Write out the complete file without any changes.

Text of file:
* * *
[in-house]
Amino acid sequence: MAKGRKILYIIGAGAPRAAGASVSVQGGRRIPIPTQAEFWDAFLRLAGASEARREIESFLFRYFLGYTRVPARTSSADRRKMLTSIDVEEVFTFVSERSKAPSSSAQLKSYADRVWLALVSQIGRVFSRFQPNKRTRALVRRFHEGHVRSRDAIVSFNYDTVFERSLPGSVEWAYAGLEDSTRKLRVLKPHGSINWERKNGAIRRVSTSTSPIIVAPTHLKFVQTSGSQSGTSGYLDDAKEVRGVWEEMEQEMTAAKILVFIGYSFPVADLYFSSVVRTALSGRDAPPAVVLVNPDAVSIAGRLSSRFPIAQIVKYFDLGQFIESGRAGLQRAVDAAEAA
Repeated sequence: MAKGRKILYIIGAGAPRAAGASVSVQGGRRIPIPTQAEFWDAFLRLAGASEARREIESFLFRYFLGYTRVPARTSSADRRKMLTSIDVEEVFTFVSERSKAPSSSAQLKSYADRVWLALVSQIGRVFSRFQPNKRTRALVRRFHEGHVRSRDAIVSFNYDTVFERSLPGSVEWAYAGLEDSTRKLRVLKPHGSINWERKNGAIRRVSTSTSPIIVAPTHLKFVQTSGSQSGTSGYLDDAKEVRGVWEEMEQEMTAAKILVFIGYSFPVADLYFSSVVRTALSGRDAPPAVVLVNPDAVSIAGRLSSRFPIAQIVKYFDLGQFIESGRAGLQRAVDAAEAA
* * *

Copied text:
[in-house]
Amino acid sequence: MAKGRKILYIIGAGAPRAAGASVSVQGGRRIPIPTQAEFWDAFLRLAGASEARREIESFLFRYFLGYTRVPARTSSADRRKMLTSIDVEEVFTFVSERSKAPSSSAQLKSYADRVWLALVSQIGRVFSRFQPNKRTRALVRRFHEGHVRSRDAIVSFNYDTVFERSLPGSVEWAYAGLEDSTRKLRVLKPHGSINWERKNGAIRRVSTSTSPIIVAPTHLKFVQTSGSQSGTSGYLDDAKEVRGVWEEMEQEMTAAKILVFIGYSFPVADLYFSSVVRTALSGRDAPPAVVLVNPDAVSIAGRLSSRFPIAQIVKYFDLGQFIESGRAGLQRAVDAAEAA
Repeated sequence: MAKGRKILYIIGAGAPRAAGASVSVQGGRRIPIPTQAEFWDAFLRLAGASEARREIESFLFRYFLGYTRVPARTSSADRRKMLTSIDVEEVFTFVSERSKAPSSSAQLKSYADRVWLALVSQIGRVFSRFQPNKRTRALVRRFHEGHVRSRDAIVSFNYDTVFERSLPGSVEWAYAGLEDSTRKLRVLKPHGSINWERKNGAIRRVSTSTSPIIVAPTHLKFVQTSGSQSGTSGYLDDAKEVRGVWEEMEQEMTAAKILVFIGYSFPVADLYFSSVVRTALSGRDAPPAVVLVNPDAVSIAGRLSSRFPIAQIVKYFDLGQFIESGRAGLQRAVDAAEAA